“Okay, remember, I’ll count to ten, then I’ll come find you! Ready….start! One….two…”
My eyes are closed, but I hear my children run off, laughing as they go. In a single-floored ranch like ours, it’s not hard to tell which way they’re going. I hear Kevin and Lisa’s footsteps echo as they dash down the hall.
The muffle screech of a hinge in need of oiling tells me they’ve gone into the room they share. I hear murmured words, too indistinct to make out, and know they’re trying to figure out where they’ll hide.
The slight rasping noise of a sliding door opening and closing lets me know they’re hiding in their closet. Now, to make a show of finding them.
“nine….ten….ready or not, here I come!”
I make sure to be as loud as I can as I make my mock search of the house, opening doors and calling out as I wander around. “Where can they be? Those kids have gotten too good at hiding for me!” I hear them giggling as I fling their door open. “Could they be in here?” The closet take up most of one wall opposite their beds, and I hear Kevin hushing Lisa as I approach it. My fingers slip into the recesses on the opposing sliding doors and I slide them aside with a shout of “Found you!”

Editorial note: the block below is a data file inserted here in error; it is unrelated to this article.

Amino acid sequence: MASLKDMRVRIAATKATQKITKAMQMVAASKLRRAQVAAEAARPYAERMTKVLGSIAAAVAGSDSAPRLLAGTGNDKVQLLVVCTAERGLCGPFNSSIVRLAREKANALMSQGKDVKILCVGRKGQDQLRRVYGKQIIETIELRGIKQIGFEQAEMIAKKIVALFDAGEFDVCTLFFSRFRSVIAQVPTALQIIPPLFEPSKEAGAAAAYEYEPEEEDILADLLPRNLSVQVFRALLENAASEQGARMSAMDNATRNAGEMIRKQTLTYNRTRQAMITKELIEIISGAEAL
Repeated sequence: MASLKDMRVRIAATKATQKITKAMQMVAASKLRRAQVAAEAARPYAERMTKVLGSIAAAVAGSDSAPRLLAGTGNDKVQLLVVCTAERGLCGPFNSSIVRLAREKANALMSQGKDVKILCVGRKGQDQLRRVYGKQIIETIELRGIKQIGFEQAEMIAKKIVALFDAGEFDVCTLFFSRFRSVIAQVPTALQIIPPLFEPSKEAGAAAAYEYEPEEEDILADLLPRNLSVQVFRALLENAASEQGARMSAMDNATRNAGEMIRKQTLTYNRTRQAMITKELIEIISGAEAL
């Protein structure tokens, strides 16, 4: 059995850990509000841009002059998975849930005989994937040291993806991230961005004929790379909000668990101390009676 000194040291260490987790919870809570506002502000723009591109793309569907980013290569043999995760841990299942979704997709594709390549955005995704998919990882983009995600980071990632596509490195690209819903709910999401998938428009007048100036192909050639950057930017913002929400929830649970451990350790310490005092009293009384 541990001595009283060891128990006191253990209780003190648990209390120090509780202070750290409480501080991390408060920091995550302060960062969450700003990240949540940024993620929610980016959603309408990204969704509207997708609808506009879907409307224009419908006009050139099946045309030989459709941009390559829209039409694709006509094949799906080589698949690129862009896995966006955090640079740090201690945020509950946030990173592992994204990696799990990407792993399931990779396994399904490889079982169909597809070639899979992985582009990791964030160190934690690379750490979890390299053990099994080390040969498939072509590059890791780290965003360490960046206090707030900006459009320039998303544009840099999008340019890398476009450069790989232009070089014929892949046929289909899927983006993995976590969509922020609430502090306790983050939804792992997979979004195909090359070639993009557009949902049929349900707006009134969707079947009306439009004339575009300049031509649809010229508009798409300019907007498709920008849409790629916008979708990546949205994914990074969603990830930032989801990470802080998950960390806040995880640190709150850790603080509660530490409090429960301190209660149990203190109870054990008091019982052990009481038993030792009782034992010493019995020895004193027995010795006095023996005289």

But there’s nobody in the closet, there’s nothing in the closet.
All of Lisa’s dresses, her tops, Kevin’s jeans and the pile of dirty clothing he insists on leaving in the closet….all of it is gone. The entire space is empty, not even an errant sock lies on the floor. But as I stand there, stunned by the sudden change, I hear them. They’re still giggling like they’ve put one over on Mommy for once and managed to hide from her.
I slap the back wall, push against it at different spots hoping that somewhere there’s a hidden door, some trick that’s allowing my children to hide not just themselves but all the clothing I know they have from me. But the wall is solid, as is the floor when I stomp on it in the vain hope of finding a trap door.